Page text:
1. Take a deep vesssel, heat the vessel with 1 tbs of ghee. Add rawa (Semolina) and saute the rawa in the ghee till it turns golden or light brown in colour and you start getting smell of cooked rawa. Once the rawa is cooked remove it from the heat and transfer it in a bowl.
2. Add fresh grated coconut in the heated vessel and fry the coconut till they turn light brown. Dont add oil or ghee for frying as coconut will remove its own oil for the same. Once they are cooked transfer the coconut in the same bowl containing rawa mixture.
3. Now dry roast the poppy seeds and add them in the rawa and coconut mixture bowl. If using mawa or a khoya roast the same in a heated vessel and add it to the rawa mixture once done. Add caster sugar, cardamom powder, nutmeg powder and dry fruits and allow it to cool for few minutes.
4. Now take maida, add 2 tbs of ghee, punch of salt and mix it with the maida. Add cold milk and knead a dough.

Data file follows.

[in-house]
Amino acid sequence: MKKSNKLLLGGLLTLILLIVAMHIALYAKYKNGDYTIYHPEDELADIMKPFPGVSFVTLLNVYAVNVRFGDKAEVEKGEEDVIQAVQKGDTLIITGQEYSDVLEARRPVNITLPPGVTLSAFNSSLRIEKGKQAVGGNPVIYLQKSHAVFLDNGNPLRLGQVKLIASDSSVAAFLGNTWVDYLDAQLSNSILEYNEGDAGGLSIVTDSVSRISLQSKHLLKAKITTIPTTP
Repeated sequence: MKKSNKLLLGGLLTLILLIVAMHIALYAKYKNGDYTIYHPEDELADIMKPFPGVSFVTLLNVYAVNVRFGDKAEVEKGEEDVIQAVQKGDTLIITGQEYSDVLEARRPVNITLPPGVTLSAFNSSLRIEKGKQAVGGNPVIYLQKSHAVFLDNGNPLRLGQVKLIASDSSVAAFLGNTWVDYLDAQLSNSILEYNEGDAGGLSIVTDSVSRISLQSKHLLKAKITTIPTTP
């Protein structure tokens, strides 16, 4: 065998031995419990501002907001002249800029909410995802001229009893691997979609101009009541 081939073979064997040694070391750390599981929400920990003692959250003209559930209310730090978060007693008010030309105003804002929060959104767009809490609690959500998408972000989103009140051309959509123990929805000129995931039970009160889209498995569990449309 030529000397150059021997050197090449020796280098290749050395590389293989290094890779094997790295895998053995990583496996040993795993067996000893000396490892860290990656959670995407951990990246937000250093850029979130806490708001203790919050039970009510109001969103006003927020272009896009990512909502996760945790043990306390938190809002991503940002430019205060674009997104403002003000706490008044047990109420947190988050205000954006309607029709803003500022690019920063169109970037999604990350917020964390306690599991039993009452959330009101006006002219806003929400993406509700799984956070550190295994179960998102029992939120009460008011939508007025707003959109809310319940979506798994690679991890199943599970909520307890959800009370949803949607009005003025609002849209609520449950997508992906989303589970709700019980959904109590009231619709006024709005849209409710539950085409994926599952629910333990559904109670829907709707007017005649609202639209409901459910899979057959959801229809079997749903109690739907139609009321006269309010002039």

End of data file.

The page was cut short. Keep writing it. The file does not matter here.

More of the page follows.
5. Now roll the maida dough in round shape and place the stuffing mixture in between.
Apply milk with the tip of your finger tips on the edges of the round shaped maida roti. Now seal the edges and give it a Half moon shape. Seal the edges carefully so that the stuffing does not come out while frying the Ghughras / Karanji / Gujjia.
6. In the end fry them in Ghee or oil. If you are not using khoya or mawa one can store them for 10 days in an air tight container.
Flower RangoliAs per the tradition I have made a simple Flower Rangoli near the entrance of my house.Due to lack of Rangoli colours I have used fresh flowers. Bought a flower bouquet and pluck all the petals of the flowers and made a Flower Rangoli.
Wishing All Happy Diwali and Prosperous New Year
The whole post is my entry for Priti's Diwali Celebration Event.